# Sum of correlated normal random variables

Suppose I have two correlated random variables, that were generated in the following way: \begin{align*} X_1 &\sim \mathcal{N}(0,1)\\ X_1' &\sim \mathcal{N}(0,1)\\ X_2 &= \rho X_1+\sqrt{1-\rho^2}\cdot X_1'\\ Y_1 &= \mu_1+\sigma_1 X_1\\ Y_2 &= \mu_2+\sigma_2 X_2. \end{align*}

Now, is it true that $Y_1+Y_2$ (or, more generally $\alpha_1 Y_1+\alpha_2Y_2$) normally distributed? (I can easily calculate the mean and the variance of $\alpha_1 Y_1+\alpha_2Y_2$, but I am not sure about the distribution...)

EDIT: just to clarify, $X_1$ and $X_1'$ are independent.

• You mean $X_2 \sim \rho X_1 +\sqrt{1-\rho^2} X_1'$? – ntt Apr 14 '17 at 15:37
• Sure, fixed, thanks. – Bach Apr 14 '17 at 15:37
• Do you mean that $X_2 \mathbf{\,=\,} \rho X_1+\sqrt{1-\rho^2}\cdot X_1'$? – NCh Apr 14 '17 at 15:40
• Sure, fixed as well, thanks :) – Bach Apr 14 '17 at 20:36

$\alpha_1 Y_1 + \alpha_2 Y_2$ is a linear combination of $X_1$ and $X_1^\prime$ - that is $\alpha_1 Y_1 + \alpha_2 Y_2 = \beta X_1 + \beta^\prime X_1^\prime$ for some $\beta, \beta^\prime$ that are a bit of a pain to calculate. Linear combinations of independent normal random variables are normal; there are several proofs of this (nontrivial, but well-known) fact. So the answer to your question is yes.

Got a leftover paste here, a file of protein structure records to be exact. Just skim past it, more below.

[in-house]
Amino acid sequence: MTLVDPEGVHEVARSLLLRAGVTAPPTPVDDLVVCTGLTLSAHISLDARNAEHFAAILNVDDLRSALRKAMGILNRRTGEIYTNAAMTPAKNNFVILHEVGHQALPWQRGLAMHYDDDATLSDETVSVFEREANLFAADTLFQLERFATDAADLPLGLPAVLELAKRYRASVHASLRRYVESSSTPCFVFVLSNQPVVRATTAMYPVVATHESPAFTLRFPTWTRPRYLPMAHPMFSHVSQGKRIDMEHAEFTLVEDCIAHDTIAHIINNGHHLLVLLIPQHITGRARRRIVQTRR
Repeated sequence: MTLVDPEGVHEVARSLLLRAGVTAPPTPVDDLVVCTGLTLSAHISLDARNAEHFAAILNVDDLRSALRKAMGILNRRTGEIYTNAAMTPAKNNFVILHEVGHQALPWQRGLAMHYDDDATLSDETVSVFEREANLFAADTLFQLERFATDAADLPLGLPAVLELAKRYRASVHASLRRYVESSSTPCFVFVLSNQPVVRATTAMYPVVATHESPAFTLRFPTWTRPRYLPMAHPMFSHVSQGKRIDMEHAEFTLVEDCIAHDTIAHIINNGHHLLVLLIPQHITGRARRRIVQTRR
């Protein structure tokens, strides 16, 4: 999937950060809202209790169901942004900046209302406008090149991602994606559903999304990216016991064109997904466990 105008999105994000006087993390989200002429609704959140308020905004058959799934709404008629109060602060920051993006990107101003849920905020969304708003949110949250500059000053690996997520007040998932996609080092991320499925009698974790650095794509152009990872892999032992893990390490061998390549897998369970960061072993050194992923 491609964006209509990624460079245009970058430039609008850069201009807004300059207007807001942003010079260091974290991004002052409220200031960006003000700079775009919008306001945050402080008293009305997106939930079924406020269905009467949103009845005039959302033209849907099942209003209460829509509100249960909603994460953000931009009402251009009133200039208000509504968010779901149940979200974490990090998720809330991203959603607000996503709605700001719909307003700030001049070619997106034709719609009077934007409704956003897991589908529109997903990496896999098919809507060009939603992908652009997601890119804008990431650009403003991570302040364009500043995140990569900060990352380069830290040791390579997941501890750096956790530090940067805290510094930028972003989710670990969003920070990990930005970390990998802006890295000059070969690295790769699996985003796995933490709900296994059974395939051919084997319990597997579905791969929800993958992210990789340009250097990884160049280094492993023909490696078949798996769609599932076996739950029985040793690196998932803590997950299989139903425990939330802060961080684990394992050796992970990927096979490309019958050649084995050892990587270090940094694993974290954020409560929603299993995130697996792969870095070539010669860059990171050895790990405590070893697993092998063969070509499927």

• @Michael Lugo Here $X_1$ and $X_1'$ are correlated, how can you deduce $\alpha_1 Y_1 + \alpha_2 Y_2$ is normal? – ntt Apr 14 '17 at 15:50
• Bach: as @ntt has pointed out, this only holds if $X_1$ and $X_1^\prime$ are independent. I'd assumed from your notation that you intended independence there, but if that's not the case then my answer is incorrect. – Michael Lugo Apr 14 '17 at 15:51
Take $X_1 \sim \mathcal N(0,1)$ and let $Z$ be a r.v. with $P(Z =-1)=P(Z=1)=1/2$ and $X_1, Z$ are independent. Denote $X_1'=Z\cdot X_1$, then $X_1' \sim \mathcal N(0,1)$. However $(X_1, X_1')$ is not Gaussian as $X_1+X_1'$ is not normal. Then $X_2$ should not Gaussian, perhaps $X_2$ will be Gaussian with some specific values of $\rho$. We have $Y_1$ is Gaussian, $Y_2$ is not Gaussian then $Y_1+Y_2$ is probably not Gaussian in general.